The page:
Thankful For… American Energy
Posted November 27, 2014
Happy Thanksgiving everybody.
When it comes to energy there’s much for which Americans can give thanks.
We have plentiful and accessible reserves of oil and natural gas that fuel healthy, mobile, modern lifestyles.
We enjoy safe and secure crude oil imports from Canada, our neighbor and ally and No. 1 source of imported oil.
Our country is served by a vibrant, modern industry – one that’s second to none in the use of safe, hydraulic fracturing and horizontal drilling, offshore development and environmental awareness.
America keeps running thanks to a vast pipeline network and the world’s biggest, most-efficient refineries. And there’s more.
Today, though, let’s focus on a couple of items in the news.
First, there’s this chart posted this week by energy/economics blogger Mark J. Perry:
Perry’s graph shows that domestic energy production as a share of consumption has reached a point (86.2 percent) not seen in more than three decades – the very definition of increasing energy security. The chart basically shows the game-changing arc of America’s ongoing energy revolution – the surge in domestic oil and natural gas production that began less than a decade ago. That revolution, built on shale energy and fracking, has rewritten the United States’ energy story.
America has been transformed from a country dependent on increasingly precarious levels of imported oil to one that soon will lead the world in oil production. For the first time in four decades, the U.S. can seriously consider exporting some of its crude. Gregory Zuckerman, Wall Street Journal writer and author of “The Frackers,” tweets:
The U.S. already is the world’s No. 1 producer of natural gas. Thanks to fracking, instead of worrying about importing natural gas to meet domestic needs, the U.S. is poised to become a leader in the global market for exported liquefied natural gas (LNG).
Increased energy security means the U.S. is stronger economically and safer strategically in the world. The U.S. is positioned to make significant contributions to global energy supplies, diversifying supplies in ways that will help America’s friends.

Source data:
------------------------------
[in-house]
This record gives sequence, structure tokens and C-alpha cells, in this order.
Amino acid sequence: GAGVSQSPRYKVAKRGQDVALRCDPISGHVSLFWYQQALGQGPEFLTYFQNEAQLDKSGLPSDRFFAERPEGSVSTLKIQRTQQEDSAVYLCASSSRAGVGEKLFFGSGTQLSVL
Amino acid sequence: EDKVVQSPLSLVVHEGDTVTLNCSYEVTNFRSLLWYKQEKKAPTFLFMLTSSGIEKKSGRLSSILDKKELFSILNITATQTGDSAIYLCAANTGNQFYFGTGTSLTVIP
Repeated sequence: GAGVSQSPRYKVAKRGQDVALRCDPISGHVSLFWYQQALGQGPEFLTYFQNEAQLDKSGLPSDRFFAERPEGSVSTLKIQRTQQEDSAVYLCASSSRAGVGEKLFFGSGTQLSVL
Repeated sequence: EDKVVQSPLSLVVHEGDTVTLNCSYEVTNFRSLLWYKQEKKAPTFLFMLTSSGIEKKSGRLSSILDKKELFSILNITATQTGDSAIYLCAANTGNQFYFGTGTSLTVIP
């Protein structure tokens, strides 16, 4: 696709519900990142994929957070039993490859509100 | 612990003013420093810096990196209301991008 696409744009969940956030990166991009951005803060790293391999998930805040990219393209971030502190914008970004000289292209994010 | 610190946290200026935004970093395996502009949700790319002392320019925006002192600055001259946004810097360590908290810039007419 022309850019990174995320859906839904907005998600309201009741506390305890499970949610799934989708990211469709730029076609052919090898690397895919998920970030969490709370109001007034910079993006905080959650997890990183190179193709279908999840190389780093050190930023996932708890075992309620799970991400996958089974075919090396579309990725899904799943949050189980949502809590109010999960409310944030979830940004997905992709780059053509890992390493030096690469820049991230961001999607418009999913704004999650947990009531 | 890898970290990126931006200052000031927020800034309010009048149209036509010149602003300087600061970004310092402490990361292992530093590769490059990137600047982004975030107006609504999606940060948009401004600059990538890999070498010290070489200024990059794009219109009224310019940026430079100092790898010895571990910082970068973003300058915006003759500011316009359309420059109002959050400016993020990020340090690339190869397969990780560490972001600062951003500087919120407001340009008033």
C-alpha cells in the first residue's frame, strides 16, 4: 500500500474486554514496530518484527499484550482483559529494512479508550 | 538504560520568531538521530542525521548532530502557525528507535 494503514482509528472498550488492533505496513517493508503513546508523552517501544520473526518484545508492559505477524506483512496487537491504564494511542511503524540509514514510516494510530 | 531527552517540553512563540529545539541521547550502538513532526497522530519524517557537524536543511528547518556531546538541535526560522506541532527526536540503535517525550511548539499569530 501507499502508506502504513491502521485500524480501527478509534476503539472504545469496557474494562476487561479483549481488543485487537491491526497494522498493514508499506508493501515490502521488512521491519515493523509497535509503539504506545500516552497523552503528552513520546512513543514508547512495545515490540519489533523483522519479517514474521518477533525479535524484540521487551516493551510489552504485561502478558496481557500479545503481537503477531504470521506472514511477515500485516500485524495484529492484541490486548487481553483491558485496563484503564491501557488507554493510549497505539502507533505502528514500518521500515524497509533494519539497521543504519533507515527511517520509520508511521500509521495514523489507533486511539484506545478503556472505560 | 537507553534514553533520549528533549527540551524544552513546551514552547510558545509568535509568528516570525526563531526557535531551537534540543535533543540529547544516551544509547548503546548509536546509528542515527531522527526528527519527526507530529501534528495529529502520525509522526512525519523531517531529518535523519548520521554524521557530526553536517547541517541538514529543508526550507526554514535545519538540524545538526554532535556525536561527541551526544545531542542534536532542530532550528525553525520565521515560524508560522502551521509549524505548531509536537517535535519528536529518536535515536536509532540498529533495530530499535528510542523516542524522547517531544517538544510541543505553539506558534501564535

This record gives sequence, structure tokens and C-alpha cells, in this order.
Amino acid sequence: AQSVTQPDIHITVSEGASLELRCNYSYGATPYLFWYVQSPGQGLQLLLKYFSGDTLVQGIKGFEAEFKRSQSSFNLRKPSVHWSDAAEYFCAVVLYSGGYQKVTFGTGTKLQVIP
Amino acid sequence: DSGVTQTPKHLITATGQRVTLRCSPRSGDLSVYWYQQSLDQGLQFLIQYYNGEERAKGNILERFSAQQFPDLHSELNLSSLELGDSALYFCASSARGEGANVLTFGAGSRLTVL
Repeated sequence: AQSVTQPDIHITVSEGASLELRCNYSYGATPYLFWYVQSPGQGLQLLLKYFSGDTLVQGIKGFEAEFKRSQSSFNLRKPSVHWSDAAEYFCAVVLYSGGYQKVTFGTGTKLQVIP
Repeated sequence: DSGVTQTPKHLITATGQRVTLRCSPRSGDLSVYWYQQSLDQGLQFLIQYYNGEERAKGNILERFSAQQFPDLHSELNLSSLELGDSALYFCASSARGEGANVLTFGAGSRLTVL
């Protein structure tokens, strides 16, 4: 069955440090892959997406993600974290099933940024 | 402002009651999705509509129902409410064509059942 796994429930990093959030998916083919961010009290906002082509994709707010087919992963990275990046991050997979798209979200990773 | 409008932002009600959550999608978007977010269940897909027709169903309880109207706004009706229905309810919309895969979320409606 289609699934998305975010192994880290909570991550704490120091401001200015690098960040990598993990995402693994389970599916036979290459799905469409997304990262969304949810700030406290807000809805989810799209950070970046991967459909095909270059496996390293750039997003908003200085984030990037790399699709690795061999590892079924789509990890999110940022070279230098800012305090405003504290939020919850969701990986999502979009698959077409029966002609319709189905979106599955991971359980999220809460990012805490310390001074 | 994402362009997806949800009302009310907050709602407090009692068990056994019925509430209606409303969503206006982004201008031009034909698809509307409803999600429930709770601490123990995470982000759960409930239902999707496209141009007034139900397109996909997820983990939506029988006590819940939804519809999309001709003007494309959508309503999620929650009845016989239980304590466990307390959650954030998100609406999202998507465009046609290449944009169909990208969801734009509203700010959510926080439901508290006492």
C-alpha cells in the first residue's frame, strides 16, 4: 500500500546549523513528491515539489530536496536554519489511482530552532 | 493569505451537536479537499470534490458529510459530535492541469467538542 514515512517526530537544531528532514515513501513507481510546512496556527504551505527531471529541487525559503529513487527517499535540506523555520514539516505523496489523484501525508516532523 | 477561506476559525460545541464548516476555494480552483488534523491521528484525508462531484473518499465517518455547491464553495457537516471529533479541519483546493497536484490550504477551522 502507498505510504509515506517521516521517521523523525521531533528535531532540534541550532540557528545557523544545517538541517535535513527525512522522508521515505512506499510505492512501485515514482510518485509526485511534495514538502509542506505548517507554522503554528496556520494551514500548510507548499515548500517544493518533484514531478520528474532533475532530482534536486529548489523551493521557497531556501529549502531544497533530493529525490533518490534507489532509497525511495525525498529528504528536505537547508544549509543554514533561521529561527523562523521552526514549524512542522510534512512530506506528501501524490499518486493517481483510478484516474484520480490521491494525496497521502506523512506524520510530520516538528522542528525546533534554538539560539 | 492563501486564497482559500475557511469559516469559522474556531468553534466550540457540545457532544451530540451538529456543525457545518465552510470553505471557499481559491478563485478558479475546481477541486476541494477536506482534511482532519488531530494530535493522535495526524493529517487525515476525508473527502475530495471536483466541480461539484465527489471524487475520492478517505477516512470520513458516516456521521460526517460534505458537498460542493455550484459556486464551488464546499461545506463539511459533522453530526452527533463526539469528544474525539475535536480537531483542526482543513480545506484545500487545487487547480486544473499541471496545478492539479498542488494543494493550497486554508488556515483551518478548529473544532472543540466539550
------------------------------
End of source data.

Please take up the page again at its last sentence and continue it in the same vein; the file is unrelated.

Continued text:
News item No. 2: U.S. retail regular-grade gasoline prices continue to fall, averaging $2.82 per gallon, according to the U.S. Energy Information Administration (EIA). EIA reports:
This average is 47 cents lower than a year ago, and the lowest price heading into a Thanksgiving holiday since 2009. … Much of the decline in gasoline prices since mid-2014 is attributable to falling crude oil prices. The combination of robust U.S. crude oil production growth, a return of Libyan production (despite recent setbacks), weakening expectations for the global economy (particularly in China), and seasonally low refinery demand has reduced oil prices. North Sea Brent spot prices have fallen from a July monthly average of $112 per barrel (bbl) to a November monthly average of $80/bbl (through November 24). The average U.S. retail regular-grade gasoline price has fallen 88 cents/gal since the start of July.
EIA charts the decline here, comparing 2014 retail prices (red) with 2013 (green) and 2012 (blue):
In other words, American consumers are reaping benefits from America’s energy revolution. Growth in domestic energy production is having an effect on global supplies, putting downward pressure on the cost of crude oil, the leading variable in prices at the pump.
Energy security and falling gasoline prices that are benefiting consumers. Happy Thanksgiving, America – enjoy your early Christmas presents.
About The Author
Mark Green joined API after a career in newspaper journalism, including 16 years as national editorial writer for The Oklahoman in the paper’s Washington bureau. Previously, Mark was a reporter, copy editor and sports editor at an assortment of newspapers. He earned his journalism degree from the University of Oklahoma and master’s in journalism and public affairs from American University. He and his wife Pamela have two grown children and six grandchildren.
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- american energy
- oil and natural gas production
- shale energy
- hydraulic fracturing
- horizontal drilling
- crude oil
- gasoline prices
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